Think about all the people you know who might like your writing and reach out to them individually, sending them a sample of your manuscript. If they like it, they may be interested in joining your group.
Consider sharing an excerpt
Think about posting part of your book on sites like , or to help potential fans discover your work. Then select a few of those fans and let them know about the insider group you are creating.
Reach out to existing fans
If this isn’t your first book, reach out to your most dedicated fans — the most enthusiastic reviewers or the ones you have already established a relationship with — and ask them to join your group.
Don’t assume that people with the greatest online clout will necessarily be the best people to have in your group, or that you should ignore those with a smaller online following. True passion for your work is far more powerful than a wide reach.
How to keep your insider group happy
Of course, keeping the group small and “exclusive” is key. But there is more that you can do to turn your big fans into even bigger fans.
Send them exclusive material
Whether you’re looking for critical feedback from your readers or simply want to share new scenes or cover design drafts, exclusive material is a sure way to keep your insiders engaged.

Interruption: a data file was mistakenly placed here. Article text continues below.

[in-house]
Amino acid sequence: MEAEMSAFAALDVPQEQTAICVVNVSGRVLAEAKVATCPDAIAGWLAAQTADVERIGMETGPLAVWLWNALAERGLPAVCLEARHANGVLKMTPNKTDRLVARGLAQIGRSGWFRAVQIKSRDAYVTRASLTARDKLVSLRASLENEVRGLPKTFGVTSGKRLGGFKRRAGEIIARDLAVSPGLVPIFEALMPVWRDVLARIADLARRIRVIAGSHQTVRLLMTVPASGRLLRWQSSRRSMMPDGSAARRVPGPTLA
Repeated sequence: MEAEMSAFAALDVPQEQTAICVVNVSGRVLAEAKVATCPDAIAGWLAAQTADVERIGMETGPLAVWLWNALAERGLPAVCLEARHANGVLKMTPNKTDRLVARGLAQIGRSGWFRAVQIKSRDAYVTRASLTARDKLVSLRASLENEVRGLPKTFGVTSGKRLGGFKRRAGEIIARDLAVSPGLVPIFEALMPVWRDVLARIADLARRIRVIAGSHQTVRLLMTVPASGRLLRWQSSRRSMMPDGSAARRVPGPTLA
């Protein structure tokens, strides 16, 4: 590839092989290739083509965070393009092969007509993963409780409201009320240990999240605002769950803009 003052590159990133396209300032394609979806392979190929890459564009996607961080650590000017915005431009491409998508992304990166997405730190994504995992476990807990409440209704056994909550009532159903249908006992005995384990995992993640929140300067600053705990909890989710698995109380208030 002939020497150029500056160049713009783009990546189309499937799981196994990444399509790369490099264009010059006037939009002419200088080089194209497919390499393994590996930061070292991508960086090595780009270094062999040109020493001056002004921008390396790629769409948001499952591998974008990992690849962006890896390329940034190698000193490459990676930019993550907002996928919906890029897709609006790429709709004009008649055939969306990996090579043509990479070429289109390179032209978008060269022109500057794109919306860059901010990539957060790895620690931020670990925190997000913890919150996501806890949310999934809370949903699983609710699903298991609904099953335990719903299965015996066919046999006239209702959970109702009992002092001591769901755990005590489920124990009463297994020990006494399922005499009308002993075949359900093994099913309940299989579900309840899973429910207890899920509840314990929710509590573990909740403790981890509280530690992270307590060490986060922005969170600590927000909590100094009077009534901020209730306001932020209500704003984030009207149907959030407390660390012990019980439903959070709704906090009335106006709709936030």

Maintain a personal relationship with each member
Remember, this is a personal relationship and groups typically only number about 20-30 readers, so email them individually. This one-to-one communication is central to the entire idea.
Use their personal expertise
When you get to know each member of your group personally, think creatively about ways to capitalize on their unique perspectives. For example, author Mark Dawson had an ex-FBI agent in his group who helped him develop his action scenes, ensuring they were realistic and detailed.
When we hear about the latest success stories in publishing, it seems like it’s all about the numbers: downloads, sales, reviews, earnings, etc. These numbers are both fascinating and intimidating to the average author: “How will I ever get to such a stage in my writing career?”
Remember, all those successful authors started small, with a limited but loyal fanbase that created a snowball effect. Creating your own insider group could be the start of your own snowball.
Have you tried creating an insider group of fans of your work? We’d love to hear your stories in the comments!